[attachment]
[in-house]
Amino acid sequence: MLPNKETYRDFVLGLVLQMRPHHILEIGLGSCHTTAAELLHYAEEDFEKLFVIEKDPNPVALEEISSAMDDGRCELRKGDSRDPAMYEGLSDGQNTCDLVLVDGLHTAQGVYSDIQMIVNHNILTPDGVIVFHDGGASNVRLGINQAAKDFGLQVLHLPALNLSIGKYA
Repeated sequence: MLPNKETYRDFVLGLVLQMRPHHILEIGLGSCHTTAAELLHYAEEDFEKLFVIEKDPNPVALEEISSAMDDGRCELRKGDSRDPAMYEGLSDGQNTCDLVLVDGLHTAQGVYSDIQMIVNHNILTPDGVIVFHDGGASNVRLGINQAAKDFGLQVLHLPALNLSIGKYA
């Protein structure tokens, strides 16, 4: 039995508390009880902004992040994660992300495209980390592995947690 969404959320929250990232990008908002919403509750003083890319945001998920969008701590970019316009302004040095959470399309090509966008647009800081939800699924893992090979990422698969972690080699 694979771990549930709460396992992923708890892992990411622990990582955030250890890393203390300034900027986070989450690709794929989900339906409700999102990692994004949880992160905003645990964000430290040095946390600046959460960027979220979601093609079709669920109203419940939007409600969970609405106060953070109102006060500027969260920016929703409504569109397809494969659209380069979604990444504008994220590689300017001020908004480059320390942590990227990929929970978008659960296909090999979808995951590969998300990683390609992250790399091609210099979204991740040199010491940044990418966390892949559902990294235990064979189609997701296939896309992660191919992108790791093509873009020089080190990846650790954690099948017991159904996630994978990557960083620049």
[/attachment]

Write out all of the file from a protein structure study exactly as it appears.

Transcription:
[in-house]
Amino acid sequence: MLPNKETYRDFVLGLVLQMRPHHILEIGLGSCHTTAAELLHYAEEDFEKLFVIEKDPNPVALEEISSAMDDGRCELRKGDSRDPAMYEGLSDGQNTCDLVLVDGLHTAQGVYSDIQMIVNHNILTPDGVIVFHDGGASNVRLGINQAAKDFGLQVLHLPALNLSIGKYA
Repeated sequence: MLPNKETYRDFVLGLVLQMRPHHILEIGLGSCHTTAAELLHYAEEDFEKLFVIEKDPNPVALEEISSAMDDGRCELRKGDSRDPAMYEGLSDGQNTCDLVLVDGLHTAQGVYSDIQMIVNHNILTPDGVIVFHDGGASNVRLGINQAAKDFGLQVLHLPALNLSIGKYA
């Protein structure tokens, strides 16, 4: 039995508390009880902004992040994660992300495209980390592995947690 969404959320929250990232990008908002919403509750003083890319945001998920969008701590970019316009302004040095959470399309090509966008647009800081939800699924893992090979990422698969972690080699 694979771990549930709460396992992923708890892992990411622990990582955030250890890393203390300034900027986070989450690709794929989900339906409700999102990692994004949880992160905003645990964000430290040095946390600046959460960027979220979601093609079709669920109203419940939007409600969970609405106060953070109102006060500027969260920016929703409504569109397809494969659209380069979604990444504008994220590689300017001020908004480059320390942590990227990929929970978008659960296909090999979808995951590969998300990683390609992250790399091609210099979204991740040199010491940044990418966390892949559902990294235990064979189609997701296939896309992660191919992108790791093509873009020089080190990846650790954690099948017991159904996630994978990557960083620049």